Figure 3
Characterization of bRFC ATPase activity. (A) Stimulation of bRFC ATPase by DNA effectors. ATPase reactions were carried out as described. Reaction mixtures contained bRFC in amounts as indicated, in the absence or presence of 12.5 μM (nucleotide ...

PCNA addition further stimulated bRFC ATPase activity in the presence of poly(dA)4500/oligo(dT)12–18 but not poly(dA)4500 (Fig. (Fig.33B). HSSB stimulation of ATP hydrolysis by bRFC was dependent upon the presence of poly(dA)4500/oligo(dT)12–18 and PCNA (Fig. (Fig.33C). These observations indicated that bRFC ATPase activity was maximally activated in the presence of primed DNA termini, PCNA, and HSSB factors required to assemble a PCNA clamp onto a DNA-primer end and recruit pol δ or epsilon prior to DNA synthesis.

bRFC Binds Specifically to DNA Primer Ends.

We examined bRFC for its ability to bind ssDNA and multiply primed DNA templates using a nitrocellulose filter binding assay. As shown in Fig. Fig.4,4, bRFC bound to poly(dA)300 inefficiently and did not bind to oligo(dT)12–18. However, bRFC bound to poly(dA)300 annealed to oligo(dT)12–18 and the binding efficiency was markedly increased as the molar ratio of oligo(dT)12–18 to poly(dA)300 (1:0.4, 1:2, and 1:10) increased, suggesting that bRFC specifically recognized DNA primer ends. The selective binding of bRFC to primed DNA and not ssDNA required the presence of 175 mM NaCl; at lower salt concentrations, bRFC bound to both DNAs identically (data not shown). Similar observations were made when hRFC was used (data not shown).

Figure 4
bRFC preferentially binds to DNA primer ends. Binding of bRFC to DNA was examined using a nitrocellulose filter binding assay as described. bRFC, in amounts as indicated, was incubated with poly(dA)300, oligo(dT)12–18, or poly(dA)300/oligo(dT) ...

bRFC Efficiently Catalyzes PCNA Loading and Unloading Onto and Off DNA.

bRFC catalyzed loading of 32P-labeled PCNA onto DNA was followed after A15m agarose gel filtration that separated 32P-PCNA on pBluescript DNA from free 32P-PCNA. Increasing amounts of bRFC (0.08, 0.3, and 1.2 pmol) resulted in the loading of proportionately increasing amounts of PCNA trimer (0.34, 1.55, and 5.2 pmol, respectively) onto 0.5 pmol of singly nicked pBluescript DNA in a reaction completely dependent on bRFC and ATP (ref. 8; data not shown) (Fig. (Fig.55A).

Figure 5
bRFC loads and unloads PCNA onto and off DNA. (A) bRFC catalyzed loading of PCNA onto singly nicked pBluescript DNA. Reaction mixtures (100 μl) containing 40 mM Tris·HCl (pH 7.5), 0.5 mM DTT, 20 μg/ml BSA, 7 mM Mg (OAc) ...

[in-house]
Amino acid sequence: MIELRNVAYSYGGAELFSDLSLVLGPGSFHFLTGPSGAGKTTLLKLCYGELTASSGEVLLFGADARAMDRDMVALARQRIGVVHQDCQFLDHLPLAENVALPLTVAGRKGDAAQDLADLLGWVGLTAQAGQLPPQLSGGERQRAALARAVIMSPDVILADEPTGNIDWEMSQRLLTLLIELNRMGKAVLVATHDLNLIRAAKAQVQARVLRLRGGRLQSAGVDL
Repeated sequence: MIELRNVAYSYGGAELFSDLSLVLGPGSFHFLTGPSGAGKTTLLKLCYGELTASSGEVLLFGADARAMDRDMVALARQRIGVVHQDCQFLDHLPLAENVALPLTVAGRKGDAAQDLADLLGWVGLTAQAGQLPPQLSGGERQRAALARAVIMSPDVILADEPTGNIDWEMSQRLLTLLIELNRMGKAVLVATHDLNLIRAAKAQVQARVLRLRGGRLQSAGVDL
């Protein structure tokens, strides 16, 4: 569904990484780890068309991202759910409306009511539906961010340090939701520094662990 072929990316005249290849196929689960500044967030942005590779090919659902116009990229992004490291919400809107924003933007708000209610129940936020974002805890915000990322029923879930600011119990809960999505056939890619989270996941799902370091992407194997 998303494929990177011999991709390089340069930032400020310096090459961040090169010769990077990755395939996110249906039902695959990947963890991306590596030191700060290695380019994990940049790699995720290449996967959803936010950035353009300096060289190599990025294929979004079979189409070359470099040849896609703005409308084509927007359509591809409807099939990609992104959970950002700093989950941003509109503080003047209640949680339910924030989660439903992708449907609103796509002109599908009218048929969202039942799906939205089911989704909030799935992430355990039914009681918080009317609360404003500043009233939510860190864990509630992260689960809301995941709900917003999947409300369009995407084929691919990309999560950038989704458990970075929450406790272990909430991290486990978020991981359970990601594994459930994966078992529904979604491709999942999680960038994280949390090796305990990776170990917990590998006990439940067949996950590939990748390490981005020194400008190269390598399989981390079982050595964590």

To examine the unloading of PCNA from DNA, bRFC was incubated with the isolated 32P-PCNA–DNA complex. Release of 32P-PCNA from DNA was measured following A15m agarose gel filtration that separated the 32P-PCNA–DNA complex from free 32P-PCNA. As shown in Fig. Fig.55B, incubation of the labeled complex (containing 55.1 fmol of PCNA trimers) in the presence of increasing amounts of bRFC (3, 10, and 50 fmol) resulted in the elution of decreasing amounts of 32P-PCNA in the excluded region (decreases of 12.6, 37.7, and 47.9 fmol, respectively) and the concomitant detection of increasing levels of 32P-PCNA in the included volume (peaking between fractions 28–40). These results indicate that bRFC catalytically unloads PCNA off DNA and are identical to those observed with hRFC (data not shown).


The data presented in this study demonstrate that the five-subunit human RFC complex can be reconstituted in baculovirus-infected insect cells. The purified bRFC was functionally identical to its native counterpart in (i) supporting PCNA-dependent DNA synthesis catalyzed by pol δ; (ii) catalyzing DNA-dependent ATP hydrolysis; (iii) specifically binding to DNA primers ends; and (iv) functioning catalytically both in loading PCNA onto singly nicked DNA as well as removing PCNA from the PCNA–DNA complex. The specific activity of bRFC, measured by DNA synthesis and DNA-dependent ATPase assays, was higher (2- to 3-fold) than biologically isolated hRFC. It is likely that the large number of purification steps required to isolate this labile complex from HeLa cells (3) leads to partial inactivation of hRFC, in contrast to the few steps used to isolate bRFC.